We feel guilty for napping when we’re exhausted. When we’re having a “hair’s on fire” day, as a friend just described her busy Monday, we feel bad for wishing we could just relax for a few minutes. We push ourselves to keep going, rarely allowing ourselves to ask for help or have some downtime.
Negative messages from family, workplace and society tell us that we are not enough, and that others’ urgent needs always come before our own. The result? We find that we never have time for ourselves, time to just be, time to do what matters most to us.
What if we taught ourselves something new? What if we activated our Inner Encourager to create messages about the necessity of self-compassion — of showing ourselves the kindness and care that we so generously share with others?
Offering Ourselves Kindness
— Maintains resilience, or the ability to adapt positively to the changes and challenges that we encounter in life.
— Supports emotional balance and well-being
— Helps us cope with health problems and chronic pain
— Allows us to feel and express compassion for others.
Mindfulness Meditation for Self-Compassion
Is your inner critic speaking up as you think about all this? Is it telling you that it’s bad and wrong to put yourself first? If so, try reminding yourself, gently and kindly, that taking time for yourself is an act of generosity. By restoring you and renewing your energy, it allows you to continue all the important work you do for others.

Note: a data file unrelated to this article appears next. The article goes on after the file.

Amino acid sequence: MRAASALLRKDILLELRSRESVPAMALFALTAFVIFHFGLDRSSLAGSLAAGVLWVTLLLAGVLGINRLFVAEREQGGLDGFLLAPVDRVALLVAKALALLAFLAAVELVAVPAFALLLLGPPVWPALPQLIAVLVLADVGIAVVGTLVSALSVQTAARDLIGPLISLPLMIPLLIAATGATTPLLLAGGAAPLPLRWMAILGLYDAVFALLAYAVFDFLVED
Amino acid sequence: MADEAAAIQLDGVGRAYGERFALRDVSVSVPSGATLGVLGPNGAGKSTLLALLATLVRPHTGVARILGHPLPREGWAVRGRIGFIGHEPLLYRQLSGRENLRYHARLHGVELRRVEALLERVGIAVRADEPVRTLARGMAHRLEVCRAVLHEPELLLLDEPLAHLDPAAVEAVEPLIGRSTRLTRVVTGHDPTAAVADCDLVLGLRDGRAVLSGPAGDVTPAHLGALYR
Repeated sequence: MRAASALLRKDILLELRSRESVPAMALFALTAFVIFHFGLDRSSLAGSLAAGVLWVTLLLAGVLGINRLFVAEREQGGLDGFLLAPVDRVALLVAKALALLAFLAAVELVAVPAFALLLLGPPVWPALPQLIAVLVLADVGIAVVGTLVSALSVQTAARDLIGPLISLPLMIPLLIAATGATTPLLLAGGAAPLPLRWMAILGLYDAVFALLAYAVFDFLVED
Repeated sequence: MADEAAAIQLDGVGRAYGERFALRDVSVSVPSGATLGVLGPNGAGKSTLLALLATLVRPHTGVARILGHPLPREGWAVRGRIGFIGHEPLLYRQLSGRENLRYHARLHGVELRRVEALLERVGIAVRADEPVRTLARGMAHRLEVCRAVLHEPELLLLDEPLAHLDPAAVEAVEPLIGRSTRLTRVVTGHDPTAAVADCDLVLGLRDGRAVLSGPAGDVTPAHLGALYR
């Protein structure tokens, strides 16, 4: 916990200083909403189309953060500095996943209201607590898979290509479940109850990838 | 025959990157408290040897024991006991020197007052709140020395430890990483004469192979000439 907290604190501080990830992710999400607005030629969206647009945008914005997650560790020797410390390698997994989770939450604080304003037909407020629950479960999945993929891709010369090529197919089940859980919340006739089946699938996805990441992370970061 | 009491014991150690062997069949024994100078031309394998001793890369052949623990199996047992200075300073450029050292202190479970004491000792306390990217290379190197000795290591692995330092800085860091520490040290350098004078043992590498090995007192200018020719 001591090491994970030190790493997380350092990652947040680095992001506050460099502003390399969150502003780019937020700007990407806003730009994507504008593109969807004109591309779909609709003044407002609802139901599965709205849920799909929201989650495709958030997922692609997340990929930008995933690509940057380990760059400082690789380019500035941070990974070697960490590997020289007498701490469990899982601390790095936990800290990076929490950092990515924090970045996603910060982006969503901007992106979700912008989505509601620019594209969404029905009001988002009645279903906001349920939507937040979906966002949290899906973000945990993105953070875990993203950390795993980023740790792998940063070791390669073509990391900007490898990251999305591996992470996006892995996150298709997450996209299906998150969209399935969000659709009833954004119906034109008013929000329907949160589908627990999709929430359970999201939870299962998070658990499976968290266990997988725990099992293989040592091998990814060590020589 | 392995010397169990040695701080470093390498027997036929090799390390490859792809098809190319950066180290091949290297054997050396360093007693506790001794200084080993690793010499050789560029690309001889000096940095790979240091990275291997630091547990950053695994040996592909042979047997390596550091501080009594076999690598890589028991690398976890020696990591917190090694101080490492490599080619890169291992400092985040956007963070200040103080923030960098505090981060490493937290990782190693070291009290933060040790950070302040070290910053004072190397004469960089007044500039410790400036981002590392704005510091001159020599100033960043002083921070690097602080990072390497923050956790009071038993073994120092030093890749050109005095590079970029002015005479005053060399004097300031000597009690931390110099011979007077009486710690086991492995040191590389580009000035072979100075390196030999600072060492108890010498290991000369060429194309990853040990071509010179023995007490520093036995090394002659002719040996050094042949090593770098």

Remembering that the most productive people reserve some of their time for themselves will alsohelp quiet your inner critic.
Here’s something for you to try: Kristin Neff’s Affection Meditation. See how you feel after allowing her to guide you in focusing on your breathe, and on kindness and affection toward yourself and others.
Ready for More on Self-Compassion?
Check out these previous posts.
Fireston, L. (2013). 4 Ways to overcome your inner critic.
Neff, K. D. & Germer, C. (2017). Self-Compassion and Psychological Wellbeing. In J. Doty (Ed.) Oxford *Handbook of Compassion Science,* Chap. 27. Oxford University Press.